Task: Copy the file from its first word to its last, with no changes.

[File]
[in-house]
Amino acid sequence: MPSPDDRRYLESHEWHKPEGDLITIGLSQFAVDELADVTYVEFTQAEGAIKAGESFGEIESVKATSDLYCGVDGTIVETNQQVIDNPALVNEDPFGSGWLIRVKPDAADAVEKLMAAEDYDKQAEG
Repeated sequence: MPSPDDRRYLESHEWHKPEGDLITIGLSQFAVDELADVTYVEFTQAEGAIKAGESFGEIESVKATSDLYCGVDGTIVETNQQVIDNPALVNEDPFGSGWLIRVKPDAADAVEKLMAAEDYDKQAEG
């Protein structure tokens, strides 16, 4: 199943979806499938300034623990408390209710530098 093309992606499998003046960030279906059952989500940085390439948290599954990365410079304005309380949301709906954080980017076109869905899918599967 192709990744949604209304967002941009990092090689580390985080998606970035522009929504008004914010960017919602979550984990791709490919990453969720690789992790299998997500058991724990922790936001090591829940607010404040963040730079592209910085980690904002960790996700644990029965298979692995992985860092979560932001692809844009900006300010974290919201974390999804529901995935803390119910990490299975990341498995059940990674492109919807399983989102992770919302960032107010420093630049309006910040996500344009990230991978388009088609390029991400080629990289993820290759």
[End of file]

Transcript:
[in-house]
Amino acid sequence: MPSPDDRRYLESHEWHKPEGDLITIGLSQFAVDELADVTYVEFTQAEGAIKAGESFGEIESVKATSDLYCGVDGTIVETNQQVIDNPALVNEDPFGSGWLIRVKPDAADAVEKLMAAEDYDKQAEG
Repeated sequence: MPSPDDRRYLESHEWHKPEGDLITIGLSQFAVDELADVTYVEFTQAEGAIKAGESFGEIESVKATSDLYCGVDGTIVETNQQVIDNPALVNEDPFGSGWLIRVKPDAADAVEKLMAAEDYDKQAEG
């Protein structure tokens, strides 16, 4: 199943979806499938300034623990408390209710530098 093309992606499998003046960030279906059952989500940085390439948290599954990365410079304005309380949301709906954080980017076109869905899918599967 192709990744949604209304967002941009990092090689580390985080998606970035522009929504008004914010960017919602979550984990791709490919990453969720690789992790299998997500058991724990922790936001090591829940607010404040963040730079592209910085980690904002960790996700644990029965298979692995992985860092979560932001692809844009900006300010974290919201974390999804529901995935803390119910990490299975990341498995059940990674492109919807399983989102992770919302960032107010420093630049309006910040996500344009990230991978388009088609390029991400080629990289993820290759």